Published on August 20, 2010 at 7:39 AM
Most people become infected by V. para by eating raw or undercooked shellfish, particularly oysters, according to the Centers for Disease Control and Prevention. The organism also can cause an infection in the skin when an open wound is exposed to warm sea water.
Dr. Orth's research on V. para proteins has potential applications in other areas of cell biology. The particular phosphate that VPA0450 removes also is important to other host-cell proteins that control certain communication signals within and between cells, signals related to how cells grow and move, as well as how they maintain their structural integrity. As such, exploiting VPA0450's unique abilities could prove to be a useful research tool.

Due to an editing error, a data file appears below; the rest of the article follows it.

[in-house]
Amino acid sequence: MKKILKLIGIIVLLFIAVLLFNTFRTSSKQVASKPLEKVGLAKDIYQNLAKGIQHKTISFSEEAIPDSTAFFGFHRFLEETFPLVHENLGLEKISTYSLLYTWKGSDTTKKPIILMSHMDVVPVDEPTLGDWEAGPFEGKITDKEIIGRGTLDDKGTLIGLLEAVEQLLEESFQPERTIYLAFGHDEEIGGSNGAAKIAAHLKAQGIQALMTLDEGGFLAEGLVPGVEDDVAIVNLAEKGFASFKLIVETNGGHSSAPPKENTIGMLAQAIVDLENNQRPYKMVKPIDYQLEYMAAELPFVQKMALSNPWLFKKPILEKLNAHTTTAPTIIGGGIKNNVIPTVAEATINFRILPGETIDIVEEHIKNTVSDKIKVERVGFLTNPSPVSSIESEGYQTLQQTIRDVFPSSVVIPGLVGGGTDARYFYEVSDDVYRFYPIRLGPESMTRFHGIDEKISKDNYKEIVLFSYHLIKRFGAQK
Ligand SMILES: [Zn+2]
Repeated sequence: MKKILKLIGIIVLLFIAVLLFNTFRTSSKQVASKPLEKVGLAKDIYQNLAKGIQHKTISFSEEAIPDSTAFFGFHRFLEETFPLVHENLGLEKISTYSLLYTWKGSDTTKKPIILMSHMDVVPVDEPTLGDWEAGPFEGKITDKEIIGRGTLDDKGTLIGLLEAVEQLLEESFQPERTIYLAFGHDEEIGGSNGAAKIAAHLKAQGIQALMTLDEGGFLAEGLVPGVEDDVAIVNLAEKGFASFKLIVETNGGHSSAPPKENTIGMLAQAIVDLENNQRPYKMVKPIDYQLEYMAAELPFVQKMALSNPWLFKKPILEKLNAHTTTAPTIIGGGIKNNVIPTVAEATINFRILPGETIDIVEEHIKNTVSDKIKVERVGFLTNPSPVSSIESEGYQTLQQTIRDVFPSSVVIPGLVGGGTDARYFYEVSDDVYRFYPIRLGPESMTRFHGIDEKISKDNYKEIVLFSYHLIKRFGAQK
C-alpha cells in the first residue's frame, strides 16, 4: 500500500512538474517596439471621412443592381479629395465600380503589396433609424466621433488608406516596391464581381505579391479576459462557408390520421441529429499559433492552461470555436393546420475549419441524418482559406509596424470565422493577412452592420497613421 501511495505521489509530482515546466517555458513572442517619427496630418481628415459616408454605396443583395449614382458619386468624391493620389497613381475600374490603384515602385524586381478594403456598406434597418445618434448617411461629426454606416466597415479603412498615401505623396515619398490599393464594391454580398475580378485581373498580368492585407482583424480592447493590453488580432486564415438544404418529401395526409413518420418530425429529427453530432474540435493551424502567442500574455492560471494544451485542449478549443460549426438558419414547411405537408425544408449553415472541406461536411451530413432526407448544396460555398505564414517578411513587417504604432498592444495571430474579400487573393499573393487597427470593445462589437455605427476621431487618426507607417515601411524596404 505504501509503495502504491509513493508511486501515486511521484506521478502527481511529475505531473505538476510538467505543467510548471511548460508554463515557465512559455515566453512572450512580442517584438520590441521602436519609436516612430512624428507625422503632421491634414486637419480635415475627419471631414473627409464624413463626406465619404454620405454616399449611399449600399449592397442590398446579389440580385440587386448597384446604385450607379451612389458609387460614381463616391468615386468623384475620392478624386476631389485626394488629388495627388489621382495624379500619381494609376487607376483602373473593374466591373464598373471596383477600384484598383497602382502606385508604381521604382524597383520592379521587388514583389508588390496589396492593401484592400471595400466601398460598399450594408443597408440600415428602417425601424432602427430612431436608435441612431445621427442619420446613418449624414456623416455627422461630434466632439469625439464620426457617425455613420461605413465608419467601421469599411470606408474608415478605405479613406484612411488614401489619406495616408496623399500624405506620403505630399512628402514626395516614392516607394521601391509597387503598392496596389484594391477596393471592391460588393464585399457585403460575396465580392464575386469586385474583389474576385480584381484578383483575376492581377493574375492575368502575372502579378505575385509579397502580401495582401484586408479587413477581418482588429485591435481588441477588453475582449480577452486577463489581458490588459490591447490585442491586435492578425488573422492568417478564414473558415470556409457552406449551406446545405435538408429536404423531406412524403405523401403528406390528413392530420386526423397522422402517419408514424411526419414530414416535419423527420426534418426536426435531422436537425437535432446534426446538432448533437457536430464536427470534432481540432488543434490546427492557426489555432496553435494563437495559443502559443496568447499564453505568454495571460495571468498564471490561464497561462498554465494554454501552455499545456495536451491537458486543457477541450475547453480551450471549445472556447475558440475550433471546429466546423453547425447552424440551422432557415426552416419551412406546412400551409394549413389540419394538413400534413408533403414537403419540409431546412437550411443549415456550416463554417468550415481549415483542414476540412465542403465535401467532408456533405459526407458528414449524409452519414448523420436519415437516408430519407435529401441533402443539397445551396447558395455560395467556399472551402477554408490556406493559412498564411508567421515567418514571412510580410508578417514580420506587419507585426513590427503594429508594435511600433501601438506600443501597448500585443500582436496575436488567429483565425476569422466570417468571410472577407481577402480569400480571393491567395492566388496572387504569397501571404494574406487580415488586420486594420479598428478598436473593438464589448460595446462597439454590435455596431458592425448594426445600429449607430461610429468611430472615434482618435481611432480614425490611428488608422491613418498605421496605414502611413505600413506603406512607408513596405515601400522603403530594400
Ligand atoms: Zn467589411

"Scientists have the ability to manipulate many cell-signaling pathways," Dr. Orth said. "VPA0450 could be used as a valuable tool to remove this key phosphate to change membrane signaling in a cell model system, which would then allow us to study these pathways in more detail."
Source: UT Southwestern Medical Center